Hybridity in social work: Enacting hybridity and discursive boundary work

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School of Business | Master's thesis
Degree programme
90 + 5
Identities are subjective perceptions of who people are and what they desire to become, and identities impact how individuals respond to organizational changes and how committed individuals are to the organization. Identities also have functional meaning in organizational risk management and -control purposes, as well as how accounting is perceived and followed as a part of the work. This research is interested in how ideally contradicting managerial ‘costing’ interests are combined with social work professionalism, ‘caring’, in a social work manager’s hybrid role including responsibility for both ideals. Combination of these two responsibilities in one role creates the need to construct a hybrid identity, where this research emits light on the understudied and complex relationship between combining the two professions in social work. Illustrating how accounting is perceived and what factors influence being hybrid and how, this research goes beyond analysis of identities per se to finding more concrete evidence on what impacts ‘enacting hybridity’. This study is a single-case explorative study conducted in a Finnish public social work organization in two different service areas: social services for families, and people with disabilities, where main research evidence consists of nine remote and recorded interviews for social work managers. The research has found, first, corroborating evidence for earlier research in Finnish social work and medical field for ‘accounting receptivity’, accepting accounting as part of the hybrid role. However, the relationship between the two professions is complex as there found evidence of discursive boundary work between managerialist and professional interests. These discursive logics are for negotiating the work orientations, justification of behavior and for motivating purposes by impacting individuals through identity work. Creating of robust picture of the relationship between the professions is impossible due to individual differences in ‘accounting receptivity’. Third, this study presents four organization’s context variables that impact hybridity: managerial education, outsourced budgeting, tight budgets, and weak usability of budgeting tool X. The first one supports managerial capabilities, and three latter weaken the motivation of social work manager to enact hybridity because of limited possibilities for agency, to impact the budget these managers are held responsible for.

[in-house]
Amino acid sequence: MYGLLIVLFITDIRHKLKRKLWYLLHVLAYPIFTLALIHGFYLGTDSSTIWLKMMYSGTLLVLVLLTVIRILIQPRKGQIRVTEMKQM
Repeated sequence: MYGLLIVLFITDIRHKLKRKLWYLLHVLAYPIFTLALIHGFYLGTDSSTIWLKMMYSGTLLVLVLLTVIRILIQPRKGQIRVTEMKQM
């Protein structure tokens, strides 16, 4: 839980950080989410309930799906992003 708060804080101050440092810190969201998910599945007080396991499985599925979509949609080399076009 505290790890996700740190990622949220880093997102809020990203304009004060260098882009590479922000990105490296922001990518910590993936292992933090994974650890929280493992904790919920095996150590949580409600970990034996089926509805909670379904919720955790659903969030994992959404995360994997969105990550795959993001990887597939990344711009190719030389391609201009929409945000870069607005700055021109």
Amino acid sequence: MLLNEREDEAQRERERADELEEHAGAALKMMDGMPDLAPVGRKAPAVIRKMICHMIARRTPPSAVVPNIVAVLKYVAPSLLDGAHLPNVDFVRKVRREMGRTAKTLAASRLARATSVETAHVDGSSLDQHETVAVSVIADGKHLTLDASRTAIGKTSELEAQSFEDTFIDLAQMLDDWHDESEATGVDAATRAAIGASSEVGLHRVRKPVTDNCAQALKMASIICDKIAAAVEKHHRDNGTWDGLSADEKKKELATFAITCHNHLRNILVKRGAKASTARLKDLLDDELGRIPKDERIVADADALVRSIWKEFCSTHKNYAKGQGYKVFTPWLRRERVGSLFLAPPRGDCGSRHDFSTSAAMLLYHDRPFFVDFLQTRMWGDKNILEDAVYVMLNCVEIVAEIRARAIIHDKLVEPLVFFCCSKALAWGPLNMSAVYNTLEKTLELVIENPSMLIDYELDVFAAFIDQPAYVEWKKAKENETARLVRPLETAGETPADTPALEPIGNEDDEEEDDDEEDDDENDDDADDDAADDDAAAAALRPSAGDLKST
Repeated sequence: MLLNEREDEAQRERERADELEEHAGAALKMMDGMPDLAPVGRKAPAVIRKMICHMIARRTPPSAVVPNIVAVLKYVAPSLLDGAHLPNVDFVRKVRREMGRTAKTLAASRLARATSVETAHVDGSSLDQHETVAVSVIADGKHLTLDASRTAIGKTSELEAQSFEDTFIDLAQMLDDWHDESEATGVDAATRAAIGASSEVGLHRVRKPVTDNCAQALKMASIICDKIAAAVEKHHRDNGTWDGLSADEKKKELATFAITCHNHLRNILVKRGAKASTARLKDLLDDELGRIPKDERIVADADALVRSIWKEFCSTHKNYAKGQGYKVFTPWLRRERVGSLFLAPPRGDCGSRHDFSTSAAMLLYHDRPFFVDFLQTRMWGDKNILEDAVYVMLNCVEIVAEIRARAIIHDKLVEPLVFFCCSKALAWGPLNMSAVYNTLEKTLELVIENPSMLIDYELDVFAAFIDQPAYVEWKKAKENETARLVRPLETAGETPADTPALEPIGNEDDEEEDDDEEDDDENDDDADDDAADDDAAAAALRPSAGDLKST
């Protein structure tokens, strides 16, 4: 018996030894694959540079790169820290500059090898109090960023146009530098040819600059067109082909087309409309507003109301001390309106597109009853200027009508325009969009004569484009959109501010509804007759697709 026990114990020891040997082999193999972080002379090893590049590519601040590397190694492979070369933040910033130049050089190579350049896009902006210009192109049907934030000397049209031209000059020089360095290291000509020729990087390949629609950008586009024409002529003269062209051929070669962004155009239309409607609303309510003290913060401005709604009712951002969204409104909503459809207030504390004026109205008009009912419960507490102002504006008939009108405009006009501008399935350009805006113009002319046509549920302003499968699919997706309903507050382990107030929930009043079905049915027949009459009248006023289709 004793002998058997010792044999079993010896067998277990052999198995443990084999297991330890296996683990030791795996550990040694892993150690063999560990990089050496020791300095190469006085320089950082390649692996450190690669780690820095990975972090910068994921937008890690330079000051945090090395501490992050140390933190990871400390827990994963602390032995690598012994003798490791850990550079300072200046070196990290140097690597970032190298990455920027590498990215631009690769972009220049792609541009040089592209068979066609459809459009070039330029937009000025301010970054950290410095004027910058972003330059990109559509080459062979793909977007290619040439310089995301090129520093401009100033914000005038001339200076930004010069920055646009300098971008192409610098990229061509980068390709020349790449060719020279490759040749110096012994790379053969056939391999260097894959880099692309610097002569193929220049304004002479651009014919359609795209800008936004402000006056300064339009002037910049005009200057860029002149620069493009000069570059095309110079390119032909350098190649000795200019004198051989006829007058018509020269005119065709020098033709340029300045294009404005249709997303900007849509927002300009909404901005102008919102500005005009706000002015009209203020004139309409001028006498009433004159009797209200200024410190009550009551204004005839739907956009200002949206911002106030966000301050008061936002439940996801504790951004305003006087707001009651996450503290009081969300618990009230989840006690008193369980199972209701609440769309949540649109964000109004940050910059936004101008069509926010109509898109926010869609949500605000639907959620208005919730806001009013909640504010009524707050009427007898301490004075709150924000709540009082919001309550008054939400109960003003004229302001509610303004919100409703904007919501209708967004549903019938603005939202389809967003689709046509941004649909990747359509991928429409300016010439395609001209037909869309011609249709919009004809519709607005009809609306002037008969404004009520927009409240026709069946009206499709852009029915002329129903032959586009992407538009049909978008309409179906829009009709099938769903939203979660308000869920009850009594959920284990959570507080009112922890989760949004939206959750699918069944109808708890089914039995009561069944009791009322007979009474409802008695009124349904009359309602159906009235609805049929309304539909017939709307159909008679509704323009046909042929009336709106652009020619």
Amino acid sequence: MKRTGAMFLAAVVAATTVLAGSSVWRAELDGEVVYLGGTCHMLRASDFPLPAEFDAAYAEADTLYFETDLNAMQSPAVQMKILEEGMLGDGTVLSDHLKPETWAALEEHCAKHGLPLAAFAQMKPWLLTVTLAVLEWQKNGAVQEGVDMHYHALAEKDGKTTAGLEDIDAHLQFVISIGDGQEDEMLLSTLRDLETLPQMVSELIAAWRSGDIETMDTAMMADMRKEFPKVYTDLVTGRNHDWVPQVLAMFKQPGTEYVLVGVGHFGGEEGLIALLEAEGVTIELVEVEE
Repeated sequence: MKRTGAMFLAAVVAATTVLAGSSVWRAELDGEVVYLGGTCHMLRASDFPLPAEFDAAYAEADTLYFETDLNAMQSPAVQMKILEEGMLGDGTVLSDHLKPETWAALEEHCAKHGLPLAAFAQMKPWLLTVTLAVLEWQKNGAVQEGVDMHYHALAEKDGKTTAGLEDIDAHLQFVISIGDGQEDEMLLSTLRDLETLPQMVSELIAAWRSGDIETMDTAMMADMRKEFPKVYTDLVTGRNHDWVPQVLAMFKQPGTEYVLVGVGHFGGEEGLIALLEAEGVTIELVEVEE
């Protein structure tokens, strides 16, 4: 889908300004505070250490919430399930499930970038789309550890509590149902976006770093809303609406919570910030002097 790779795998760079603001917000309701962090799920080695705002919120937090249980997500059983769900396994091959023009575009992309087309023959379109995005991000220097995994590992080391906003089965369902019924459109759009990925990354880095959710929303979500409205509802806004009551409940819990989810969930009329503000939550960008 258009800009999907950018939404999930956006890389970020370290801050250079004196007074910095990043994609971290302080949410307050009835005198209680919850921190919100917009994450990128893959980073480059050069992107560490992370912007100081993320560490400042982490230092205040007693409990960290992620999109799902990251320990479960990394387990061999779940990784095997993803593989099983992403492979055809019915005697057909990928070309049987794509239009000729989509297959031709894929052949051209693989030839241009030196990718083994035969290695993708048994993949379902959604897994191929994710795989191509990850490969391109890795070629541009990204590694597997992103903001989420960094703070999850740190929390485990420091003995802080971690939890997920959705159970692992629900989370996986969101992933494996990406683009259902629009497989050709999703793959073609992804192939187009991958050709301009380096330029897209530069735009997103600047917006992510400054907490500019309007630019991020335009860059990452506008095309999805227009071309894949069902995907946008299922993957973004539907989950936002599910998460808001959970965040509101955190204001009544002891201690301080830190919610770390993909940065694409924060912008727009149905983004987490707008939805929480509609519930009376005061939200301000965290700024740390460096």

Thesis advisor
Vaivio, Juhani
hybrid, identity, identity work, accounting, social work, budgeting, discourses
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